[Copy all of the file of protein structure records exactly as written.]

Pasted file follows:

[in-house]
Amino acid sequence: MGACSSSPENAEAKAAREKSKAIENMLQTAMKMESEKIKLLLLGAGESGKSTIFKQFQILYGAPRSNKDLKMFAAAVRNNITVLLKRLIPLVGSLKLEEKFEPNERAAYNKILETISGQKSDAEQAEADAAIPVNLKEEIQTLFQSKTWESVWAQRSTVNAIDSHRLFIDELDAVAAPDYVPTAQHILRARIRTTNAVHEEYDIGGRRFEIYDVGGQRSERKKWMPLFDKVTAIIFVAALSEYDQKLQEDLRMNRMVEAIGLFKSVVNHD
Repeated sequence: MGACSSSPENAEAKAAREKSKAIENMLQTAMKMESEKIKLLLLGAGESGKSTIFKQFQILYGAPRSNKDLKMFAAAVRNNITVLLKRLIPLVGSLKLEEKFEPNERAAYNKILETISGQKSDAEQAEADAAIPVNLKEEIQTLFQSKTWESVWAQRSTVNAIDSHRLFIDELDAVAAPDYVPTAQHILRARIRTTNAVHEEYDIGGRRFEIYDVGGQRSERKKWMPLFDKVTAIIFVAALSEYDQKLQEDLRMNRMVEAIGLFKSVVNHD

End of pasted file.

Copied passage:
[in-house]
Amino acid sequence: MGACSSSPENAEAKAAREKSKAIENMLQTAMKMESEKIKLLLLGAGESGKSTIFKQFQILYGAPRSNKDLKMFAAAVRNNITVLLKRLIPLVGSLKLEEKFEPNERAAYNKILETISGQKSDAEQAEADAAIPVNLKEEIQTLFQSKTWESVWAQRSTVNAIDSHRLFIDELDAVAAPDYVPTAQHILRARIRTTNAVHEEYDIGGRRFEIYDVGGQRSERKKWMPLFDKVTAIIFVAALSEYDQKLQEDLRMNRMVEAIGLFKSVVNHD
Repeated sequence: MGACSSSPENAEAKAAREKSKAIENMLQTAMKMESEKIKLLLLGAGESGKSTIFKQFQILYGAPRSNKDLKMFAAAVRNNITVLLKRLIPLVGSLKLEEKFEPNERAAYNKILETISGQKSDAEQAEADAAIPVNLKEEIQTLFQSKTWESVWAQRSTVNAIDSHRLFIDELDAVAAPDYVPTAQHILRARIRTTNAVHEEYDIGGRRFEIYDVGGQRSERKKWMPLFDKVTAIIFVAALSEYDQKLQEDLRMNRMVEAIGLFKSVVNHD